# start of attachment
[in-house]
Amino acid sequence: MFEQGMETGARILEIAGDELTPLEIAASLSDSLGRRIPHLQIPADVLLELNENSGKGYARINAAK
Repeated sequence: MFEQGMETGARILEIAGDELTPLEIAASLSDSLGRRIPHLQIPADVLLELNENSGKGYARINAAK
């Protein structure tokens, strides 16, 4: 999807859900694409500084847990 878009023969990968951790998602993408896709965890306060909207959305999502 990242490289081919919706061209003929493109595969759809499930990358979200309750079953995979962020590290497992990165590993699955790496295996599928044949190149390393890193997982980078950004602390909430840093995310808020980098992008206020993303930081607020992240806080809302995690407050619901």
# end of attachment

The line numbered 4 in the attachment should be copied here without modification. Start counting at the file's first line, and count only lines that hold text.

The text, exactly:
């Protein structure tokens, strides 16, 4: 999807859900694409500084847990 878009023969990968951790998602993408896709965890306060909207959305999502 990242490289081919919706061209003929493109595969759809499930990358979200309750079953995979962020590290497992990165590993699955790496295996599928044949190149390393890193997982980078950004602390909430840093995310808020980098992008206020993303930081607020992240806080809302995690407050619901």